Seattle University's student newspaper since 1933

The Spectator

Seattle University's student newspaper since 1933

The Spectator

Seattle University's student newspaper since 1933

The Spectator

Sounders Down Timbers off Late Chance

Born in 1974 Sounders! Sounders!
And now we win like never before Sounders! Sounders!
We love our boys in famous green, the greatest team you’ve ever seen,
Seattle Sounders, born in ’74!

Though Seattle’s premier football club has only played in the top flight since 2007, its rich heritage is still prized by its famed supporters. Every match day starts with the highly attended march to the match, beginning at Pioneer Square’s occidental park, where the rave green faithful boastfully sing and wave their scarves on their way to CenturyLink Field.

On Sunday the march, the match, and the entire atmosphere felt like it had been turned up a notch. Our opponent, the Portland Timbers, isn’t liked very well in these parts. And though they only joined the league in 2011, the rivalry shared in the Northwest by these two teams is one of America’s greatest sporting fixtures. Dating back all the way to 1975, though not always played in what now is the top flight, the Sounders and Timbers have clashed for pride for a long time. The Emerald City supporters threw in a few extra chants geared toward our southern neighbors, including building a bonfire with the “Timbers on the top.”

The game featured in what has now become the Cascadia Cup, which includes the Sounders, Timbers and Vancouver Whitecaps. Regular season results are tallied to determine who is the best team in the Pacific Northwest. Many cities in Europe will feature two professional teams, such as Everton and Liverpool vying for the Merseyside Derby in England, or Atletico and Real Madrid competing for the right as the best team in the Spanish capitol. Apart from New York City, as of now American soccer doesn’t field cities with more than one team. That is why the Pacific Northwest has become the home of Major League Soccer’s (MLS) closest thing to a true derby. European matches can split a city in half, but what is so great and unique about supporting the Sounders is that the entire city comes together hoping to come out ahead.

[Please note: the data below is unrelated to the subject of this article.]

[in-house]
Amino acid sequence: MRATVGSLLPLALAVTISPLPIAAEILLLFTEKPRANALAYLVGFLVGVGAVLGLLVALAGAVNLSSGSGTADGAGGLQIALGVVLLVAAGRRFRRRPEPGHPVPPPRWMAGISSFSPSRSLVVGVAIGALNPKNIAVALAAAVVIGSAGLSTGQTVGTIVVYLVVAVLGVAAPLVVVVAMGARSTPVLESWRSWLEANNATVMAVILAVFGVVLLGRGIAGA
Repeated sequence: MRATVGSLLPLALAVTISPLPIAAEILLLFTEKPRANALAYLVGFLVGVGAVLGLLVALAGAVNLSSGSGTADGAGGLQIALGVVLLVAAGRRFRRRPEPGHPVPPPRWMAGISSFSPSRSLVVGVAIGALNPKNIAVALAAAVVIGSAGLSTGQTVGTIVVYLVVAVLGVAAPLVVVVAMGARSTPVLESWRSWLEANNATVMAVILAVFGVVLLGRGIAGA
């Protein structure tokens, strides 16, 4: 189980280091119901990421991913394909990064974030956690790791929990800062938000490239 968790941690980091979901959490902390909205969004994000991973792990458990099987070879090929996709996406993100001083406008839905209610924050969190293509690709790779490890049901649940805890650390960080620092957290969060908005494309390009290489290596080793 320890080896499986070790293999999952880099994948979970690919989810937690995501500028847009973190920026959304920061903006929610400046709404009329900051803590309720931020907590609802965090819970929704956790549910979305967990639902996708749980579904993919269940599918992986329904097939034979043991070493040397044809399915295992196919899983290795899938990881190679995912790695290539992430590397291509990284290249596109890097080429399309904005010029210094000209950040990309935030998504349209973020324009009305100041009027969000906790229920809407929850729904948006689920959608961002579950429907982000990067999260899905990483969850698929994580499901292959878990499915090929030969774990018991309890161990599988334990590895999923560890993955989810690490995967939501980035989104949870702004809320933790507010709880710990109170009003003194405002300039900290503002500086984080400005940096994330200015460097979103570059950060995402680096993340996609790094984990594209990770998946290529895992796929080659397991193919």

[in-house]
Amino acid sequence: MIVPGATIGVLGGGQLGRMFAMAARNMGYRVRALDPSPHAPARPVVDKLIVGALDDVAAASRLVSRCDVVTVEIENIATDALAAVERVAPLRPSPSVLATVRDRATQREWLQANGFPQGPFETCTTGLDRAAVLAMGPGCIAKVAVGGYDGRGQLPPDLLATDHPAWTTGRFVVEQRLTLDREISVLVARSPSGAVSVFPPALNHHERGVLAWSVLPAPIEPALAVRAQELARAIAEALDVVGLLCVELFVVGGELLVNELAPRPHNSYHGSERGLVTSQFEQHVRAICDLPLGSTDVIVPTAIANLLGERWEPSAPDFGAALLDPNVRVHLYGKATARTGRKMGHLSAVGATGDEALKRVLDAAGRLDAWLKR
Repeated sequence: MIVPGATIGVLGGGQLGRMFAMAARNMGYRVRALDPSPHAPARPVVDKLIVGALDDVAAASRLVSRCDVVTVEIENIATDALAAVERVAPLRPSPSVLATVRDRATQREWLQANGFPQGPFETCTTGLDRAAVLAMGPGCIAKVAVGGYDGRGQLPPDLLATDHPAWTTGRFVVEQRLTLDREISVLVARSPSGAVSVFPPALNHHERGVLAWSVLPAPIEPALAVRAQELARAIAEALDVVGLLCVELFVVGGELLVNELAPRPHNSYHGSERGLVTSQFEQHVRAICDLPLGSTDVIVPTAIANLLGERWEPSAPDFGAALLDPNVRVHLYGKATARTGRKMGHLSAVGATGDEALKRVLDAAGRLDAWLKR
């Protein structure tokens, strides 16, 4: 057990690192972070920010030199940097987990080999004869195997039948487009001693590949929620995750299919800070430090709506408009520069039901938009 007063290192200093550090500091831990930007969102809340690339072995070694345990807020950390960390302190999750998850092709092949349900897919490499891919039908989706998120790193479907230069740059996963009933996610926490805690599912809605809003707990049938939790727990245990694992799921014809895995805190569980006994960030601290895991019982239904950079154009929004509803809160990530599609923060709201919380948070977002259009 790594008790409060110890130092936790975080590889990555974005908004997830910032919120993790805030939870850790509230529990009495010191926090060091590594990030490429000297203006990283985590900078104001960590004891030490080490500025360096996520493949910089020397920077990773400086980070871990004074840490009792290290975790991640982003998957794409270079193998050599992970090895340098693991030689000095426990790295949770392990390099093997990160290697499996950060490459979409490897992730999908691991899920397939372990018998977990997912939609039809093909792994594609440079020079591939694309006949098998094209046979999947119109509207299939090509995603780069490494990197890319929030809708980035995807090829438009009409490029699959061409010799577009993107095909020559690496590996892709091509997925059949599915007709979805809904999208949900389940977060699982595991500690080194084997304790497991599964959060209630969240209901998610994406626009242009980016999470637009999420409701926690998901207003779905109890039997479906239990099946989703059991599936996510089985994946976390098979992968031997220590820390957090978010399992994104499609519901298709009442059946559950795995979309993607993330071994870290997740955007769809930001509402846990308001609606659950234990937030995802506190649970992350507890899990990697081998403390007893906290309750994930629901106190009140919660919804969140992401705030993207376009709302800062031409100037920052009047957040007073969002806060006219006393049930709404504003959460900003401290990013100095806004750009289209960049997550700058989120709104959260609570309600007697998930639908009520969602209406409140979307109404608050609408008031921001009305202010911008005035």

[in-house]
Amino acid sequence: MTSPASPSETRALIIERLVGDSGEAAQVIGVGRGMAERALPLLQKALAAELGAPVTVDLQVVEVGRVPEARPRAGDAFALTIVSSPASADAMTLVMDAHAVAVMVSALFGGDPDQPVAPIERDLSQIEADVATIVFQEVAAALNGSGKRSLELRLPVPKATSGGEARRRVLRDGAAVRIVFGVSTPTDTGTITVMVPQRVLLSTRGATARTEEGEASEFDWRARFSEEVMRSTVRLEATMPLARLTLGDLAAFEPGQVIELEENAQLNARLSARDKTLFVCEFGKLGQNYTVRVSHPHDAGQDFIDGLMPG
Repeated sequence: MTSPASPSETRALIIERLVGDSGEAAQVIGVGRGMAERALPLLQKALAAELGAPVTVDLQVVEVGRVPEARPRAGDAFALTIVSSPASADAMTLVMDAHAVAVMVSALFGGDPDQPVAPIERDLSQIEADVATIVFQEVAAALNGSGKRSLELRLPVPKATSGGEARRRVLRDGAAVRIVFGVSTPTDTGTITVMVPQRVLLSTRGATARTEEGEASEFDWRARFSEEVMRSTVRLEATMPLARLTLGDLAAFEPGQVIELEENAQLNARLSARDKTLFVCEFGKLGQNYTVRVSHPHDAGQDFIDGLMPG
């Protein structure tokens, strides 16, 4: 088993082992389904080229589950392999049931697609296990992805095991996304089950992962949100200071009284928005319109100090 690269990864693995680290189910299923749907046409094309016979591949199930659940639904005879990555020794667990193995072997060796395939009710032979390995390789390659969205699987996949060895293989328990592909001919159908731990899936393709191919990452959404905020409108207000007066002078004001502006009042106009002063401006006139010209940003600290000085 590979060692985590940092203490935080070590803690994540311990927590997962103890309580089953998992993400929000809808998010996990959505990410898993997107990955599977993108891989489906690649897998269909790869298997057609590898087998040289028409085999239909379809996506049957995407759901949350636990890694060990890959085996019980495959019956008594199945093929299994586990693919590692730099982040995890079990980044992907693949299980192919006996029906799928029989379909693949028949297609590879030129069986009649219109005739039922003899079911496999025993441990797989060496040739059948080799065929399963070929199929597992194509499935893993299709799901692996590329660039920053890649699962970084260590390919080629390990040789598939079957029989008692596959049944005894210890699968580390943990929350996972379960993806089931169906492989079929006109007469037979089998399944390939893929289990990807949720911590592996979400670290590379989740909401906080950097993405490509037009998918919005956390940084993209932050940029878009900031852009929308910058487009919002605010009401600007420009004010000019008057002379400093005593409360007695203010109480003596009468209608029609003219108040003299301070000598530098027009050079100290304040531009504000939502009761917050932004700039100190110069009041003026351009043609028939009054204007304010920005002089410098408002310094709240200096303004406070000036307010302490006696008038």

The game on Sunday, though it was only the 7th game of the MLS regular season, carried bragging rights strong enough to make it feel like a cup final. The match was loud as only Sounders matches can be. With the Timbers fans nestled up into a far corner of CenturyLink, there was a clear direction for the blue and green faithful to send the noise.

The 91st ever meeting between the sides saw Portland sit back, content to defend and use the pace of Darlington Nagbe and Maximiliano Urruti to conjure up a break on the counter attack. However, being at home let the Sounders be comfortable in possession, knowing the combination of Clint Dempsey and Obafemi Martins could always lead to a chance. The first half didn’t present too many opportunities for either side, though Martins shot wide from close range, and Sounders winger Marco Poppa sent a curling effort just over the bar.

In the second half the Timbers were able to utilize their threat on the counter and had strong attempts saved by Sounders goalkeeper Stefan Frei. The first came when Diego Chara advanced from midfield and fired a sizzling effort that was well held by Frei. The next chanced arrived when Portland beat Seattle’s midfield line and Nagbe was able to advance. His right-footed shot, struck with venom, curved just wide.

The breakthrough came for the Sounders just minutes after Portland substitute Fanendo Adi headed a golden chance wide from just inside the six-yard box. What seemed like a routine throw-in came all the way to Andy Rose, himself a substitute for Seattle, who shot low and hard to Portland keeper Adam Kwaresey’s left. The Ghanaian international saved well at the first attempt, but Dempsey was quick to pounce on the rebound and hit home for the Sounders.

The home side then had to rely on stout defending for the remaining ten minutes of the match. Adi came the closest to leveling the score with a header that came off the crossbar, but other than that Frei was able to see out most of the Timber’s crosses and through balls.

The Sounders claimed a 1-0 victory. Their back line, consisting of captain Brad Evans and veteran Zach Scott, who was standing in place of the suspended Chad Marshall, quelled any possibility of the Timbers getting back into the game. It was a solid performance, and one that is somewhat the standard in MLS. Consistent and tenacious defending, and being able to take an opportunity that comes forth to score.

41,000 of the best fans in country certainly helped, especially when there is no one else you’d rather beat.

Chancer may be reached at [email protected]

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